Purchaser’s specifications sometimes require that the ground bus in metal-clad switchgear have a continuous current rating, typically 600 A. Such requirements illustrate a common misunderstanding about the function of a ground bus in switchgear.
In installations subject to the National Electrical Code® (NEC®) (ANSI/NFPA®), the equipment ground conductor is not intended to carry normal load current. The ground bus is intended to carry current only when some sort of fault occurs that involves ground.
The equipment ground conductor is connected to the metallic structure of the switchgear, to maintain the enclosure at ground potential. If the ground bus were to carry normal load current (such as unbalance current in a three-phase, four-wire circuit), the resulting voltage drop on the ground bus could create a shock hazard for personnel. Any normal currents in the fourth wire should be constrained to flow only over the dedicated neutral conductor. In turn, the neutral conductor is only to be connected to the equipment grounding conductor at a single point. Thus, while the neutral conductor and the equipment grounding conductor are connected together, they do not present parallel paths for normal current flow.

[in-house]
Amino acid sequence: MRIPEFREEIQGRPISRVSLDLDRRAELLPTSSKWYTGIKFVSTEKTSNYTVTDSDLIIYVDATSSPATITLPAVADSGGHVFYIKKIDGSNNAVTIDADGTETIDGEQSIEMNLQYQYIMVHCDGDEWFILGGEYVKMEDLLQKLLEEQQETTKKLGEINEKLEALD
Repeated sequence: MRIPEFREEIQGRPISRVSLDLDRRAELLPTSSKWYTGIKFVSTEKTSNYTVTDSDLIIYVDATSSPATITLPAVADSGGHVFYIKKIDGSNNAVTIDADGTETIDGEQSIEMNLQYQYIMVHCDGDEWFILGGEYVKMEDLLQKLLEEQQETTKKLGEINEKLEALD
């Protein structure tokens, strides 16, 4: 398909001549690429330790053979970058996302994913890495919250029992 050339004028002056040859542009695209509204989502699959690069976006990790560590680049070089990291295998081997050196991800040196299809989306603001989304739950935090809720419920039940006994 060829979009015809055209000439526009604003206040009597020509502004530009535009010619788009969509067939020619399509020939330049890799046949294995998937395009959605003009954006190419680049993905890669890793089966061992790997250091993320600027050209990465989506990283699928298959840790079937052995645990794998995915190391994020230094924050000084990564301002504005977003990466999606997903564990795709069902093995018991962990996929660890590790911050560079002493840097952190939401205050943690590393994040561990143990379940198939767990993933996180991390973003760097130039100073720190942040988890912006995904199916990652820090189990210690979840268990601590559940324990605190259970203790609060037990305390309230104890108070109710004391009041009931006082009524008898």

As a side comment, it should be mentioned that installations subject to the National Electrical Safety Code® (NESC®) (ANSI/ IEEE C2) often use the equipment ground conductor as the return path for single phase-to-ground loads. Such systems are outside the scope of the discussion in this issue of TechTopics.
Since the purpose of the equipment grounding conductor is only to carry return current in the event of a fault involving ground, it is required to have the same short-circuit capability as the main bus system of the switchgear. ANSI/IEEE C37.20.2-1999 (clause 5.4.6) requires that the switchgear short-time current rating be equal to the short-time rating of the associated circuit breakers, and the main bus and connections be tested to withstand this current for two seconds. Likewise, the ground bus is tested to the same requirement (refer to clause 188.8.131.52), with the test current applied between the nearest main bus phase conductor and the ground bus.
ANSI/IEEE C37.20.2 (refer to clauses 184.108.40.206 and 220.127.116.11) also requires that the ground bus withstand the same peak current exposure as the main bus. This is most commonly referred to as the momentary withstand, and requires that the ground bus withstand a 10-cycle momentary test between the nearest main bus phase conductor and the ground bus, with a peak current equal to the peak closing and latching current rating of the associated circuit breakers. The peak closing and latching current rating for the new “kA-rated” circuit breakers (ANSI C37.06- 2009) is 260 percent of the symmetrical short-time current rating of the circuit breakers.
To summarize, the ground bus in metal-clad switchgear does not have a continuous current rating. Instead, it must have a shorttime rating and a momentary current rating that match the ratings of the switchgear.
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